The Securities and Exchange Commission has censured Fieldstone Financial Management Group and charged its principal with defrauding clients by failing to disclose conflicts of interest.
Kristofor R. Behn, 46, of Foxboro, who founded Fieldstone, recommended that clients invest in securities issued by affiliates of Oregon-based Aequitas Management LLC without disclosing Aequitas provided Fieldstone with a $1.5 million loan and a $2 million line of credit, according to the SEC.
The loan and the line of credit, the SEC said, had terms that created a significant financial incentive for Behn and the Foxboro-based Fieldstone to recommend Aequitas securities to their clients.
Behn also fraudulently misused about $500,000 of one client, who invested $1 million in Fieldstone, to pay personal expenses including more than $300,000 in personal taxes and other debts in addition to taking cash withdrawals for himself, according to the SEC.
The agency on July 1 ordered Behn and Fieldstone to pay disgorgement and prejudgment interest of $1.04 million and a $275,000 penalty, all of which will be distributed to harmed investors.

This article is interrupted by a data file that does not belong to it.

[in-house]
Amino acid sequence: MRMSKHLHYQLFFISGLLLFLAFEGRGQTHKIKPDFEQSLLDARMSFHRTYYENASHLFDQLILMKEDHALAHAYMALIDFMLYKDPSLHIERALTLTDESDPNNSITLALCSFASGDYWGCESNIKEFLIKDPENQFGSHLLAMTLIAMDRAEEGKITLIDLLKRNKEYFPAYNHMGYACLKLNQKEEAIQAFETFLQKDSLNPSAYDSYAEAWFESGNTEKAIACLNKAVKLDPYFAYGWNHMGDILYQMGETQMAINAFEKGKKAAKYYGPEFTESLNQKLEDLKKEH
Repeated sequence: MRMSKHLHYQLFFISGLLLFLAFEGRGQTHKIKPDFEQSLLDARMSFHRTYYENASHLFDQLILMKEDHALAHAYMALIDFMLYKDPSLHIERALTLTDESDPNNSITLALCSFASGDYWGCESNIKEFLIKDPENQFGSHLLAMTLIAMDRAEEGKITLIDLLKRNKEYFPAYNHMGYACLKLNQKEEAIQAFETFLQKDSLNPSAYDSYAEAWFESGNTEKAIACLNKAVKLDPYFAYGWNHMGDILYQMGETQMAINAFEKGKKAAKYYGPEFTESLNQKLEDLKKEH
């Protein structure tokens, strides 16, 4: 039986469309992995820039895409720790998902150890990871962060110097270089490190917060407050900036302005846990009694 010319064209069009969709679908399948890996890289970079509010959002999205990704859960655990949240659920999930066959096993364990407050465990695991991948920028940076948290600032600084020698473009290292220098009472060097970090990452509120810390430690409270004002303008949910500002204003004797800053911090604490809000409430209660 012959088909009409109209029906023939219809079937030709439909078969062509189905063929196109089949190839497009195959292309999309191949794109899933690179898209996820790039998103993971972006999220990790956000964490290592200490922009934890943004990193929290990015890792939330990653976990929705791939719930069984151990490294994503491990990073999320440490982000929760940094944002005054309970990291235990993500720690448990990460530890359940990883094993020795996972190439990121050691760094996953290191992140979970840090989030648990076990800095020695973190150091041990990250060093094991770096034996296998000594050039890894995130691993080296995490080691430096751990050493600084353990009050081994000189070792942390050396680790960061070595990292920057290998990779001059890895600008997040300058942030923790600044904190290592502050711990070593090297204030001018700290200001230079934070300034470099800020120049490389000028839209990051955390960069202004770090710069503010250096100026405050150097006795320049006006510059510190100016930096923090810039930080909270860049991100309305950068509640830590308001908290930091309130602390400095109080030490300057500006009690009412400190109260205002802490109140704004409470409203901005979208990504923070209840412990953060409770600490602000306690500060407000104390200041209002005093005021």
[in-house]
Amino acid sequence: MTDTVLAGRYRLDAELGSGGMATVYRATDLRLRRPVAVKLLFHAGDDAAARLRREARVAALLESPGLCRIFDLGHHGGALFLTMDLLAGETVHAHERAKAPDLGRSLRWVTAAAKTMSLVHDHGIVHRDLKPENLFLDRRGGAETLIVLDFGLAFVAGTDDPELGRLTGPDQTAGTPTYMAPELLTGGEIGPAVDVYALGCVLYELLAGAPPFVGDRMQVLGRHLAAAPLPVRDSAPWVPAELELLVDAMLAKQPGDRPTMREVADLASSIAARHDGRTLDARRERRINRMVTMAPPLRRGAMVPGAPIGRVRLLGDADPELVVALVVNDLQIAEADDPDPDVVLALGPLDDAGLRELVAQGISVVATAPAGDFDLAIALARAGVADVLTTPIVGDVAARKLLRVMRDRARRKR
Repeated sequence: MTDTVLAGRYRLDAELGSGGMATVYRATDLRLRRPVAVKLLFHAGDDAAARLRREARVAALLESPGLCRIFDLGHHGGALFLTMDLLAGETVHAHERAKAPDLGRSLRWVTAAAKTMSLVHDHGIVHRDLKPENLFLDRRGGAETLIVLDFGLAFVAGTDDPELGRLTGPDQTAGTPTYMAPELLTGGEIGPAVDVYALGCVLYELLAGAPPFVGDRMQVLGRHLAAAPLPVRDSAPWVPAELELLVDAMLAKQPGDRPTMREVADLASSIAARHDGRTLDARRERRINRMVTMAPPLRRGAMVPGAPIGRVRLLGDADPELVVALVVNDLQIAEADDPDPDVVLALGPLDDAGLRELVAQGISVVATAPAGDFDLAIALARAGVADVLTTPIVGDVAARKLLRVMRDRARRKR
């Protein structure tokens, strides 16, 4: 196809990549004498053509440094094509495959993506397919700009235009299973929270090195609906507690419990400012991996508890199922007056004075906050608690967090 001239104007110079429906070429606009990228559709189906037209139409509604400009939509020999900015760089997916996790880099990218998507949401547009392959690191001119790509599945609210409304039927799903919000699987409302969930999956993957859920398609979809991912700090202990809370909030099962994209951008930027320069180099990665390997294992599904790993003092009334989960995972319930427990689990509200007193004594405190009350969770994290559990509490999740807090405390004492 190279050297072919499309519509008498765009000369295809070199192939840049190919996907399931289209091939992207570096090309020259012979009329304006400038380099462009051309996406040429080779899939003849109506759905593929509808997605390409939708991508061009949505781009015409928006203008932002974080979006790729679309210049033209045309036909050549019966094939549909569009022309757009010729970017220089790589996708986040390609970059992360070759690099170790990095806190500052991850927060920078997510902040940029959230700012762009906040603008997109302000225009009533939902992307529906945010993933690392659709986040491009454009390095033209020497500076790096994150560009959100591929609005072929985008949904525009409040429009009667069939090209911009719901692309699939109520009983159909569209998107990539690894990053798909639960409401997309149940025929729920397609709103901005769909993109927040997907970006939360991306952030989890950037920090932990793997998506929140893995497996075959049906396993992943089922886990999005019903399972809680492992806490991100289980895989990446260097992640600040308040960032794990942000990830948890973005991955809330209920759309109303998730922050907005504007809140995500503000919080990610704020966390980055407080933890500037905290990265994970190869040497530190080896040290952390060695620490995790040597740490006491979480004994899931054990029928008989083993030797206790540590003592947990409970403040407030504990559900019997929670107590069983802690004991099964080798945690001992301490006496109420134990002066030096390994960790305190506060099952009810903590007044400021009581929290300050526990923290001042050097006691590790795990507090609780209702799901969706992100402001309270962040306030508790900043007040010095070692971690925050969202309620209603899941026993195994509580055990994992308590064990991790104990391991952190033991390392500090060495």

Neither Behn nor Fieldstone admitted or denied the commission’s findings.
But the SEC said Behn and his firm consented to the issuance of the order, which finds that they violated the anti-fraud provisions of the federal securities laws and orders them to cease and desist from future violations.
Behn will also be permanently barred from association with any broker, dealer, investment adviser, municipal securities dealer, municipal advisor, transfer agent, or nationally recognized statistical rating organization.
According to the SEC’s order, from 2014 to early 2016 about 40 clients of Behn and Fieldstone invested more than $7 million in Aequitas securities, which were the subject of a previous commission enforcement action.
Behn founded Fieldstone and was its managing member and chief compliance officer during the period, according to the SEC.
The order also found that Behn and Fieldstone made material misstatements and omissions in reports filed with the SEC, including false representations that the repayment terms of the loan from Aequitas were not contingent on Fieldstone clients investing in Aequitas.
“Behn flagrantly disregarded his most basic duties as an investment adviser by concealing the significant financial incentives he and his firm would receive by recommending investments in Aequitas,” Erin E. Schneider, director of the SEC’s San Francisco Regional Office, said in a statement.
“The Commission is committed to rooting out breaches of fiduciary duty to retail investors,” she said.
Behn could not be reached for comment.